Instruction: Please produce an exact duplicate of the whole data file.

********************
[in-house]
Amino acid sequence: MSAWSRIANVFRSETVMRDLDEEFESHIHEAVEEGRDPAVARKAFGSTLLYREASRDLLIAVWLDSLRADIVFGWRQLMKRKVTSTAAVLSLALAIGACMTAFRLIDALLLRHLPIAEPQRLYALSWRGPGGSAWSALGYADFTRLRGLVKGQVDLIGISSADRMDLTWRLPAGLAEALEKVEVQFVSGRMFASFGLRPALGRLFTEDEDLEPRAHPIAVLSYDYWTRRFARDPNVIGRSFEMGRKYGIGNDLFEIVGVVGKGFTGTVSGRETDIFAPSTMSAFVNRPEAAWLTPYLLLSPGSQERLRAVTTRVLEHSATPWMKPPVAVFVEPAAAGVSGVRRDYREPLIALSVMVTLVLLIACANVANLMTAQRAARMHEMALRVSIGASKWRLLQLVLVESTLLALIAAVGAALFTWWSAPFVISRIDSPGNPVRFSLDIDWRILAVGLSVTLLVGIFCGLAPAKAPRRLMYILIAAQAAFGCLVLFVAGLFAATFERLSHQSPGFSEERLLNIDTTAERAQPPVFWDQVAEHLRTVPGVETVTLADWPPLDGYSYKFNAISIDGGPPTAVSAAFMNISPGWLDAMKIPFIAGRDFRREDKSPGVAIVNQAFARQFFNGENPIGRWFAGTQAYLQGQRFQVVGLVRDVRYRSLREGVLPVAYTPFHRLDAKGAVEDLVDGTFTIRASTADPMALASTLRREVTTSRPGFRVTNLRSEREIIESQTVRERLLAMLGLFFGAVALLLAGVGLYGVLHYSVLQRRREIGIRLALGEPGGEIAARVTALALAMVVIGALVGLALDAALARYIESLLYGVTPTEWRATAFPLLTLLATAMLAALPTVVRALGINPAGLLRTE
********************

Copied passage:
[in-house]
Amino acid sequence: MSAWSRIANVFRSETVMRDLDEEFESHIHEAVEEGRDPAVARKAFGSTLLYREASRDLLIAVWLDSLRADIVFGWRQLMKRKVTSTAAVLSLALAIGACMTAFRLIDALLLRHLPIAEPQRLYALSWRGPGGSAWSALGYADFTRLRGLVKGQVDLIGISSADRMDLTWRLPAGLAEALEKVEVQFVSGRMFASFGLRPALGRLFTEDEDLEPRAHPIAVLSYDYWTRRFARDPNVIGRSFEMGRKYGIGNDLFEIVGVVGKGFTGTVSGRETDIFAPSTMSAFVNRPEAAWLTPYLLLSPGSQERLRAVTTRVLEHSATPWMKPPVAVFVEPAAAGVSGVRRDYREPLIALSVMVTLVLLIACANVANLMTAQRAARMHEMALRVSIGASKWRLLQLVLVESTLLALIAAVGAALFTWWSAPFVISRIDSPGNPVRFSLDIDWRILAVGLSVTLLVGIFCGLAPAKAPRRLMYILIAAQAAFGCLVLFVAGLFAATFERLSHQSPGFSEERLLNIDTTAERAQPPVFWDQVAEHLRTVPGVETVTLADWPPLDGYSYKFNAISIDGGPPTAVSAAFMNISPGWLDAMKIPFIAGRDFRREDKSPGVAIVNQAFARQFFNGENPIGRWFAGTQAYLQGQRFQVVGLVRDVRYRSLREGVLPVAYTPFHRLDAKGAVEDLVDGTFTIRASTADPMALASTLRREVTTSRPGFRVTNLRSEREIIESQTVRERLLAMLGLFFGAVALLLAGVGLYGVLHYSVLQRRREIGIRLALGEPGGEIAARVTALALAMVVIGALVGLALDAALARYIESLLYGVTPTEWRATAFPLLTLLATAMLAALPTVVRALGINPAGLLRTE